An exploration of the concepts of loss and grief as stress responses in Middle Eastern parents of children with cancer

Rami Masa'deh, Carol Hall, Jacqueline Collier

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BACKGROUND: Caring for a child with cancer has been found to have profound and sometimes long-lasting negative psychological effects on parents. Grief of those parents was less examined in Jordan than America and Europe. Many parents in studies carried out in other countries experienced shocke, disbelief and guilt about their child’s diagnosis. This pattern is similar to the stages of grief as identified by Kubler-Ross model and this association has been identified as potentially benefitting from being further explored in differing cultures such as the experiences of Middle-Eastern parents. Therefore, this study aims to examine the experience of mothers and fathers of children diagnosed with cancer in Jordan and explore whether their narratives reflect grieving as understood through the theoretical constructs of Kubler-Ross. This study investigated the applicability of the Western grief model in an Arab community.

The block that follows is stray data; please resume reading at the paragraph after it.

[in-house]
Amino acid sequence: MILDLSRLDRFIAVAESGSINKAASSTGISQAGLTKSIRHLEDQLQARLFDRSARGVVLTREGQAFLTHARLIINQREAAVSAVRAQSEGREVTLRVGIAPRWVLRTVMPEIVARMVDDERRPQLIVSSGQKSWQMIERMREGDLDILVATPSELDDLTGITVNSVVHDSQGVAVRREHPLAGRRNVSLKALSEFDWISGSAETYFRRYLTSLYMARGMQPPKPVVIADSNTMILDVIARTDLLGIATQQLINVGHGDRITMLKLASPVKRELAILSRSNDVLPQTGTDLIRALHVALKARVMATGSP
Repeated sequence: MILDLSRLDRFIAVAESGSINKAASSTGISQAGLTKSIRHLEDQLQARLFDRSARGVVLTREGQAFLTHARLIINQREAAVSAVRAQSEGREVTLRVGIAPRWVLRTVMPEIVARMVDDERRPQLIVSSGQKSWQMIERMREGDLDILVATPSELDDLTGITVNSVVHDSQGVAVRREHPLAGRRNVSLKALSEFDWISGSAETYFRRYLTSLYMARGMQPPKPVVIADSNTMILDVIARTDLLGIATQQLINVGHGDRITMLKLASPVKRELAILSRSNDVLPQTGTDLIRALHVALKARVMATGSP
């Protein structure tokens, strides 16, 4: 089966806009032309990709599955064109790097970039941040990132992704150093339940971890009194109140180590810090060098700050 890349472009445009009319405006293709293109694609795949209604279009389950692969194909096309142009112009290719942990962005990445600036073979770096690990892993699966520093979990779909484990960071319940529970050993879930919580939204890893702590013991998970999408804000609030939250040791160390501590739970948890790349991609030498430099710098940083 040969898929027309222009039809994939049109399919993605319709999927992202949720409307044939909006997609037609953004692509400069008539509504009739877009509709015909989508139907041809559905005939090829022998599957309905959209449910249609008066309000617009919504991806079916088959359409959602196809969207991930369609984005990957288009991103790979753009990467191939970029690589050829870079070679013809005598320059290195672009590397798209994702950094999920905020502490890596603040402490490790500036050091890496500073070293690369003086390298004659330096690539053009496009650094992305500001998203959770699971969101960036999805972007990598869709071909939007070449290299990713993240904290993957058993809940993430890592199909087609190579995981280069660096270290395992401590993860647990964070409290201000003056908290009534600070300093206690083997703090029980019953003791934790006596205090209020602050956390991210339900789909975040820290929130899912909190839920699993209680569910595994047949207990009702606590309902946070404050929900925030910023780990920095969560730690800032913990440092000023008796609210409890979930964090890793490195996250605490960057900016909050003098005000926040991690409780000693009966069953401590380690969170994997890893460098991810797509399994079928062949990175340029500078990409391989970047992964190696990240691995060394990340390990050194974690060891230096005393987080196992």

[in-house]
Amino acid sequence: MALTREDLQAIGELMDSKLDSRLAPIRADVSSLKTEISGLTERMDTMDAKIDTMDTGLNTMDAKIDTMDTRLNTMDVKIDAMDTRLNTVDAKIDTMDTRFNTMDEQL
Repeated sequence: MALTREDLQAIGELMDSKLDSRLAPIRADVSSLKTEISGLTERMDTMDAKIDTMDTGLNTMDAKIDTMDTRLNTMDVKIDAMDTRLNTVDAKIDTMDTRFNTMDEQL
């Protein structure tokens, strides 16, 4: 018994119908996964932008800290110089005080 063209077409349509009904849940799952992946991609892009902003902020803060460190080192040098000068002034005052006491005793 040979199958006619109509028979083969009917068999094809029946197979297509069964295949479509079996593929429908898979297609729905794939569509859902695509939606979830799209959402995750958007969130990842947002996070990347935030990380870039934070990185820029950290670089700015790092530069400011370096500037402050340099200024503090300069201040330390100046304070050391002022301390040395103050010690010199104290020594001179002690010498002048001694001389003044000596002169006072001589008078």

METHODS: Using a qualitative approach, 24 parents of children with cancer were interviewed. The participants were recruited recruited from the biggest cancer specialist centre in Jordan. Thematic analysis was use to analyse their results.

RESULTS: It was clear that the emotional reactions of Jordanian parents of children with cancer fit with Kubler-Ross’ loss and grief model. Jordanian parents of children with cancer reported experiencing denial, anger, depression, bargaining and acceptance.

CONCLUSIONS: The results of this study provide evidence that the reactions of Jordanian parents offer a clear direction for the applicability of care strategies from other communities with culturally different backgrounds. Jordanian parents, health care providers and particularly nurses should be aware that parental grieving process as identified by Kubler-Ross’ model can be experienced by those receiving a diagnosis of a life-threatening illness in their child and is individualised, normal and most often ends with acceptance. Therefore, a supporting framework to those parents should take into consideration their stage of grief. Nurses and parents should know that they do not have to push the stages; acceptance will be reached once the individual is ready
Original languageEnglish
JournalGlobal Journal of Health Science
Issue number6
Publication statusPublished - 1 Jun 2017

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